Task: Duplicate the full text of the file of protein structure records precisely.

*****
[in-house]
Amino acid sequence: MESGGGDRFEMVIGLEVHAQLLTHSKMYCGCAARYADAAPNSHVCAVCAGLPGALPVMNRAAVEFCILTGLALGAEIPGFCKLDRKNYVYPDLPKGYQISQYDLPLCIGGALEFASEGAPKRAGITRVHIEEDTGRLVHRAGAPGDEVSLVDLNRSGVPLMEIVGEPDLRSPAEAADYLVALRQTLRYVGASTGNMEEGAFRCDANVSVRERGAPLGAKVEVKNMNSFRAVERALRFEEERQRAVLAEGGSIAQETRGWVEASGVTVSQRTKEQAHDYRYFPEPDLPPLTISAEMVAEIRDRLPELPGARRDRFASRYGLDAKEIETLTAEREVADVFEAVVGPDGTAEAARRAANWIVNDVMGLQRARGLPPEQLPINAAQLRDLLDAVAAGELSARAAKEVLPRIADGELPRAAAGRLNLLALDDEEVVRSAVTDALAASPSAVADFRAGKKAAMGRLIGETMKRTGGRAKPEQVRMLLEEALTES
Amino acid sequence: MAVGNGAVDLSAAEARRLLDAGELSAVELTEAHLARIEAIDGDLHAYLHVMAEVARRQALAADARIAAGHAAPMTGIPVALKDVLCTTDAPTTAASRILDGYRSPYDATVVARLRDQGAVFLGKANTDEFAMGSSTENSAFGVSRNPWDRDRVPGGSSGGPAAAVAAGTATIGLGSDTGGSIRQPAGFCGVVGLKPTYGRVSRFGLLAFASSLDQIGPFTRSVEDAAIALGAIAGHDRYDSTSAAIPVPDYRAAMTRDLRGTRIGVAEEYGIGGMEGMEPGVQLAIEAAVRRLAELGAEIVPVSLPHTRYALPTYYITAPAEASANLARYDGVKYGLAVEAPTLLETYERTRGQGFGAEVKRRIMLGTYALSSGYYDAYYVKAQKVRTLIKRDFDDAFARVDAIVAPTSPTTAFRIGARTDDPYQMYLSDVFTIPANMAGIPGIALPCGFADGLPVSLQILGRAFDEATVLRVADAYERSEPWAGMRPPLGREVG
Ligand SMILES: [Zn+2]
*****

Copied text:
[in-house]
Amino acid sequence: MESGGGDRFEMVIGLEVHAQLLTHSKMYCGCAARYADAAPNSHVCAVCAGLPGALPVMNRAAVEFCILTGLALGAEIPGFCKLDRKNYVYPDLPKGYQISQYDLPLCIGGALEFASEGAPKRAGITRVHIEEDTGRLVHRAGAPGDEVSLVDLNRSGVPLMEIVGEPDLRSPAEAADYLVALRQTLRYVGASTGNMEEGAFRCDANVSVRERGAPLGAKVEVKNMNSFRAVERALRFEEERQRAVLAEGGSIAQETRGWVEASGVTVSQRTKEQAHDYRYFPEPDLPPLTISAEMVAEIRDRLPELPGARRDRFASRYGLDAKEIETLTAEREVADVFEAVVGPDGTAEAARRAANWIVNDVMGLQRARGLPPEQLPINAAQLRDLLDAVAAGELSARAAKEVLPRIADGELPRAAAGRLNLLALDDEEVVRSAVTDALAASPSAVADFRAGKKAAMGRLIGETMKRTGGRAKPEQVRMLLEEALTES
Amino acid sequence: MAVGNGAVDLSAAEARRLLDAGELSAVELTEAHLARIEAIDGDLHAYLHVMAEVARRQALAADARIAAGHAAPMTGIPVALKDVLCTTDAPTTAASRILDGYRSPYDATVVARLRDQGAVFLGKANTDEFAMGSSTENSAFGVSRNPWDRDRVPGGSSGGPAAAVAAGTATIGLGSDTGGSIRQPAGFCGVVGLKPTYGRVSRFGLLAFASSLDQIGPFTRSVEDAAIALGAIAGHDRYDSTSAAIPVPDYRAAMTRDLRGTRIGVAEEYGIGGMEGMEPGVQLAIEAAVRRLAELGAEIVPVSLPHTRYALPTYYITAPAEASANLARYDGVKYGLAVEAPTLLETYERTRGQGFGAEVKRRIMLGTYALSSGYYDAYYVKAQKVRTLIKRDFDDAFARVDAIVAPTSPTTAFRIGARTDDPYQMYLSDVFTIPANMAGIPGIALPCGFADGLPVSLQILGRAFDEATVLRVADAYERSEPWAGMRPPLGREVG
Ligand SMILES: [Zn+2]